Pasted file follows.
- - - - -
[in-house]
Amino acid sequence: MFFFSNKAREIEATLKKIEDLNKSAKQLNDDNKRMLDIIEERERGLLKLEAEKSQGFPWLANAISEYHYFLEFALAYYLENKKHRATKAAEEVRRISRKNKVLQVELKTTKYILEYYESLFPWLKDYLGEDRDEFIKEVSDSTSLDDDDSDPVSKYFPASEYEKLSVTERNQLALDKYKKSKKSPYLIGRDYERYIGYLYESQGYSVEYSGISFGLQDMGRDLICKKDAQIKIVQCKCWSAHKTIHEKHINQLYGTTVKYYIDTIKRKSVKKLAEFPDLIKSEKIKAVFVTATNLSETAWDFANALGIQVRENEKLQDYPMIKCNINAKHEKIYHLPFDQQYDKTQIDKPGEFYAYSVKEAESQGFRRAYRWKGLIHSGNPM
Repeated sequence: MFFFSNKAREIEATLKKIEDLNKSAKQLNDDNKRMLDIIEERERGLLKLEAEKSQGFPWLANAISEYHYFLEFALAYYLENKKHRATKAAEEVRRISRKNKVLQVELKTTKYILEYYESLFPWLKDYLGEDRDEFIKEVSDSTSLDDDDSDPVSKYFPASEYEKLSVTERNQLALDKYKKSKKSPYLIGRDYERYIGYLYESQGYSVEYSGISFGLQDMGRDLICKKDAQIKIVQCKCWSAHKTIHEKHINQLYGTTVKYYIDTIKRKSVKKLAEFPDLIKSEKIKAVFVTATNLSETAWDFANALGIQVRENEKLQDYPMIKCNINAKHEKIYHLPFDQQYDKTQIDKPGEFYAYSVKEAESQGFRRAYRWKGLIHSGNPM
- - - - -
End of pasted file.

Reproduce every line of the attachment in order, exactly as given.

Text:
[in-house]
Amino acid sequence: MFFFSNKAREIEATLKKIEDLNKSAKQLNDDNKRMLDIIEERERGLLKLEAEKSQGFPWLANAISEYHYFLEFALAYYLENKKHRATKAAEEVRRISRKNKVLQVELKTTKYILEYYESLFPWLKDYLGEDRDEFIKEVSDSTSLDDDDSDPVSKYFPASEYEKLSVTERNQLALDKYKKSKKSPYLIGRDYERYIGYLYESQGYSVEYSGISFGLQDMGRDLICKKDAQIKIVQCKCWSAHKTIHEKHINQLYGTTVKYYIDTIKRKSVKKLAEFPDLIKSEKIKAVFVTATNLSETAWDFANALGIQVRENEKLQDYPMIKCNINAKHEKIYHLPFDQQYDKTQIDKPGEFYAYSVKEAESQGFRRAYRWKGLIHSGNPM
Repeated sequence: MFFFSNKAREIEATLKKIEDLNKSAKQLNDDNKRMLDIIEERERGLLKLEAEKSQGFPWLANAISEYHYFLEFALAYYLENKKHRATKAAEEVRRISRKNKVLQVELKTTKYILEYYESLFPWLKDYLGEDRDEFIKEVSDSTSLDDDDSDPVSKYFPASEYEKLSVTERNQLALDKYKKSKKSPYLIGRDYERYIGYLYESQGYSVEYSGISFGLQDMGRDLICKKDAQIKIVQCKCWSAHKTIHEKHINQLYGTTVKYYIDTIKRKSVKKLAEFPDLIKSEKIKAVFVTATNLSETAWDFANALGIQVRENEKLQDYPMIKCNINAKHEKIYHLPFDQQYDKTQIDKPGEFYAYSVKEAESQGFRRAYRWKGLIHSGNPM